Colossal Battle: A look at the top variants of the Fortuner, Everest and Montero Sport
While last year was all about the pickup truck wars, 2016 should be the year for the midsize sports utility vehicles (SUV).
With the recent arrival of the all-new Toyota Fortuner, the battle in the SUV arena is expected to heat up with the Ford Everest and all-new Mitsubishi Montero Sport being its top competitors.
Motioncars.inquirer.net went through the paper specs of the top-model variants of each of the three SUVs to see which one could make the biggest impact in our shores.
Based on the specs (see box below), the three SUVs are quite close in specifications, as if they all attended the same seminars and ended up with the same specs.
Some data such as curb weight, towing capacity, payload capacity and cargo space in liters were unavailable as of press time to help give a better feature of their abilities and capabilities.
Some may point out that the Everest has the biggest, most powerful engine, but it’s thirsty, and has to haul the biggest, heaviest body.
The Montero Sport has the best power-to-weight ratio and widest power band from its 4N15 Mivec diesel engine, the only diesel engine with variable valve and cam timing in this segment, for improved acceleration, braking, cornering and fuel consumption.
The Fortuner, with its latest 1GD-FTV engine, is touted to offer the best in response, even when set in Eco mode. And Toyota promises it to be the most fuel-efficient engine in its class, as well with near class-leading output.
In detail, it’s interesting to see that these three SUVs also gained sophisticated driving aids. Leading the pack is the Ford Everest’s Terrain Response System, most likely licensed by Land Rover (heck, the knob selector looks exactly like what you’ll find in a Discovery Sport, LR’s latest vehicle), select the surface type (snow, mud, grass, sand, etc.), and it figures everything out for you.
Having tried this similar system on a Land Rover Discovery Sport in snow, ice and mud, which gave no drama and absolute confidence, the Ford Everest’s system is probably the very best in its class.
Mitsubishi has a similar system, designed to work with its Super Select II shift-on-the-fly 4WD system dubbed Off-Road Mode Control.
As with the Ford, you select the surface on which you’ll be driving, and the engine/transmission and drive-by-wire system sort everything out for you, delivering smooth, rapid and steady progress.
Having driven the Montero Sport at the purpose-built Fujigane Offroad park in Shizuoka, Japan, last year, the offroad abilities of this SUV have improved tremendously compared with the previous model.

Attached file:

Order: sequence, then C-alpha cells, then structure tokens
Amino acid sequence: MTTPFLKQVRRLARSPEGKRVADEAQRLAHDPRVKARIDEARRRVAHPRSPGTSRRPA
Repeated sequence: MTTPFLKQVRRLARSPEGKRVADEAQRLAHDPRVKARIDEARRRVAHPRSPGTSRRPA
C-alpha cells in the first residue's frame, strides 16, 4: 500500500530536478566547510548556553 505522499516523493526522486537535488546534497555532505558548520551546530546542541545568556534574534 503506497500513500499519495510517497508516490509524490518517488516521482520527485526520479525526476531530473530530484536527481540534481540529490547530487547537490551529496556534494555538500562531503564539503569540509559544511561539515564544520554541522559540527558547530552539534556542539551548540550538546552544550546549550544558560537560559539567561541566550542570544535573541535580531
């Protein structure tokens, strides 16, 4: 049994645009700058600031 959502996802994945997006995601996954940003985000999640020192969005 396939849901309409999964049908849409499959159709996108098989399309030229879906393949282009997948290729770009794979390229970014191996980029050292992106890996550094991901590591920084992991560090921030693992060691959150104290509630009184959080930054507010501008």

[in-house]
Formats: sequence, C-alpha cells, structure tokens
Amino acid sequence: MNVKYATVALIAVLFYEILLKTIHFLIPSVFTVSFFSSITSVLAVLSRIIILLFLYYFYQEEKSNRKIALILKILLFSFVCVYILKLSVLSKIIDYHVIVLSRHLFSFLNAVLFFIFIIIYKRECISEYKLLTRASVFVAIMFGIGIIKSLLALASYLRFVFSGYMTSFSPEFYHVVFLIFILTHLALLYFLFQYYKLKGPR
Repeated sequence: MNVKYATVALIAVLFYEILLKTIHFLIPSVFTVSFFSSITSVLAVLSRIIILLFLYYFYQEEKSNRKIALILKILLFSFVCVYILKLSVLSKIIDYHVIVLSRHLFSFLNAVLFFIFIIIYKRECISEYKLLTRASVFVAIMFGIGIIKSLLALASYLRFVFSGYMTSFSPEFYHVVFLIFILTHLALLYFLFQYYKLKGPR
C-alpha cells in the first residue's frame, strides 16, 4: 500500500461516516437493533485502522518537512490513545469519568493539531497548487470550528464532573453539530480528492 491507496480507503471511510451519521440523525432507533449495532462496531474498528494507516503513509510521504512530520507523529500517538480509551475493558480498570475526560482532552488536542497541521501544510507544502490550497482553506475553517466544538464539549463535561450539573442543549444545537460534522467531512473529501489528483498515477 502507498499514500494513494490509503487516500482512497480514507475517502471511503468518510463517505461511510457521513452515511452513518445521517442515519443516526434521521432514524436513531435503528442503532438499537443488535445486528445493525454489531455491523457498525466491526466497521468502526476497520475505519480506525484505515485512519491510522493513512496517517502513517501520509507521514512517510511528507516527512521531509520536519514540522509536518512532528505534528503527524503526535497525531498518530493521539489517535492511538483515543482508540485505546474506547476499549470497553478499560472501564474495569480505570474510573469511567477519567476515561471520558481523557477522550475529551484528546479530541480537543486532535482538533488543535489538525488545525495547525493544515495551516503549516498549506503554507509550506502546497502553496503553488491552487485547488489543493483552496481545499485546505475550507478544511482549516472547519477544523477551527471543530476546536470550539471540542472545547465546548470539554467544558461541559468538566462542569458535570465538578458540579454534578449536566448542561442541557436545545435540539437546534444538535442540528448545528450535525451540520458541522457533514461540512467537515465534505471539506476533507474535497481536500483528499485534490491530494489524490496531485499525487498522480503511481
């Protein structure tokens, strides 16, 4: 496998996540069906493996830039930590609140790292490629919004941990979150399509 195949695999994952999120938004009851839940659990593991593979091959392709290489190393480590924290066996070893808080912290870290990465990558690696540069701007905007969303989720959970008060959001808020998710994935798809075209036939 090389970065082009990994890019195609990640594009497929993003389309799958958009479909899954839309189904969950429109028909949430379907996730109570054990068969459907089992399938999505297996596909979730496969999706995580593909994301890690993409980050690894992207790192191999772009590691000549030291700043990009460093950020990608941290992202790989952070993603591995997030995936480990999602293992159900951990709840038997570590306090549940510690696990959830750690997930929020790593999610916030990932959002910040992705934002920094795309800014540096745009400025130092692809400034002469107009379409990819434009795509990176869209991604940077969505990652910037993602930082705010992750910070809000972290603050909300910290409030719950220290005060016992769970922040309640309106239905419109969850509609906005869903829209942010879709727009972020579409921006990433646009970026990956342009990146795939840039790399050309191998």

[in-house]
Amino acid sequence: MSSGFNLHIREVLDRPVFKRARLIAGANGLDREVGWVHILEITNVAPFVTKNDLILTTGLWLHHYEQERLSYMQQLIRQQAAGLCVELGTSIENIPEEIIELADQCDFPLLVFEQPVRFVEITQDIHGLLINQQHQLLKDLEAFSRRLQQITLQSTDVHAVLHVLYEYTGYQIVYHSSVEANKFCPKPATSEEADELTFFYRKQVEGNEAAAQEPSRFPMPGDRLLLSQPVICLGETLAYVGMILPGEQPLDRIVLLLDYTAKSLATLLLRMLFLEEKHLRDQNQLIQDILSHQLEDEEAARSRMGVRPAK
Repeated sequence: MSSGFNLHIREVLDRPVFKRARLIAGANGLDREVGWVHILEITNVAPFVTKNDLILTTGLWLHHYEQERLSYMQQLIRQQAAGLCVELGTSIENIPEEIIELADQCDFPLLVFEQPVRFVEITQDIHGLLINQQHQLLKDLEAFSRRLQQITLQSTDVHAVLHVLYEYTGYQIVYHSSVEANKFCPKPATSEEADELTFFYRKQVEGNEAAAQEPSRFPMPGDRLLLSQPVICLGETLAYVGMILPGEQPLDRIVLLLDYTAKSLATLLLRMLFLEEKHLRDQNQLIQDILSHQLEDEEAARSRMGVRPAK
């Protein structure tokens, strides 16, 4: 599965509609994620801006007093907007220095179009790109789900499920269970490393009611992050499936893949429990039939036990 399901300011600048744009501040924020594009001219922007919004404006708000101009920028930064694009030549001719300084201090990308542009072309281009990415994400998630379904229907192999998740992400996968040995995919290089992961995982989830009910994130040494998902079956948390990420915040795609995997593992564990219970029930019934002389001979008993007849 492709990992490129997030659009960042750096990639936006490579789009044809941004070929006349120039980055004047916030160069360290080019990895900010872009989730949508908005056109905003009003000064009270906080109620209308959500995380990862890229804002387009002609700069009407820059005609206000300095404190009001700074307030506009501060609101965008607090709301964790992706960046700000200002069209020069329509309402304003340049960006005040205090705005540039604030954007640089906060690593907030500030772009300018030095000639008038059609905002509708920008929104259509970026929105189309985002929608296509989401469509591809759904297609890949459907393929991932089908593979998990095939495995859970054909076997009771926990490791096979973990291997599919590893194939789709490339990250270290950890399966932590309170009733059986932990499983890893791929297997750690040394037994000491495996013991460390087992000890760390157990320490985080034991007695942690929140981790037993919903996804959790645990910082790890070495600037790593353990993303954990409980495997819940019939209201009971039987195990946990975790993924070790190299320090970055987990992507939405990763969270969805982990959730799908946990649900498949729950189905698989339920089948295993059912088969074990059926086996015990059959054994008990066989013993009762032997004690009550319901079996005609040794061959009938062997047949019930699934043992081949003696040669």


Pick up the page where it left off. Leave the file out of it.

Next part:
It also comes with a rear differential lock to improve offroad performance further for the top-model GT variant.
The Fortuner makes do with a simpler, but no less effective A-Trac (or advanced traction control) system that maximizes grip on low-friction surfaces and propels you forward.
It will only work in 4L mode, and combined with the locking rear differential included in the V variant, it makes offroad work easily achievable. A locking rear-differential is also standard in the top-of-the-line V variant.
Aside from their sophisticated 4WD terrain control systems, these three SUVs have also gained advanced dynamic traction/stability control, ABS-EBD brakes with brake-assist, hill-start assist/hill-descent control (the Fortuner doesn’t have hill descent control, though), and trailer sway control.
The Everest trumps the Japanese with having rollover stability control to prevent it from flipping over in extreme situations.
The Everest is also the only SUV that can park itself through its Electronic Park Control system, and has the segment’s only radar-guided cruise control, which slows it down once a slower-moving car is detected ahead. It will match the slower-moving vehicle’s speed, then, once the road clears up, accelerates back to its predesignated speed.
The Montero Sport also comes with its own bag of electronic tricks. Forward Collision Mitigation warns drivers of a vehicle or object ahead with an audible beep, and will automatically stop the vehicle to prevent it from hitting the vehicle or object ahead. It also has a blind spot warning system.
Inside, all three get leather interior with power front driver’s seat, reach and rake steering wheel adjustment, and advanced multimedia infotainment systems.
The Montero Sport and Fortuner utilize AVT touch-screen monitors, which also tie into the vehicles’ onboard ECU and trip/fuel computer.
The Everest has Ford’s latest Sync2 multimedia system. On paper, it is touted as a most technologically-advanced system; in practice, it requires extensive reading and familiarization, whereas the simpler AVT units of the Montero Sport and Fortuner are easier, more intuitive and friendlier to use for the uninitiated. All have seven-seating abilities and have drop-down third row seats for increased cargo space as well.
It’s hard to declare a clear winner, even based on the spec sheets alone.
Ford is banking on its high-tech toys, of having the biggest dimensions and engine, and a heritage of building reliable trucks worldwide to forge ahead with their Everest.
Mitsubishi is touting the revolutionary improvements in build quality plus on- and offroad performance and safety features, rather than the safe evolutionary path of previous models.
Toyota is banking on the strength of the Toyota brand, coupled with legendary reliability and performance of the Fortuner model line, as well as its far reach in the country to declare the Fortuner as king of the SUV hill.motioncars.inquirer.net
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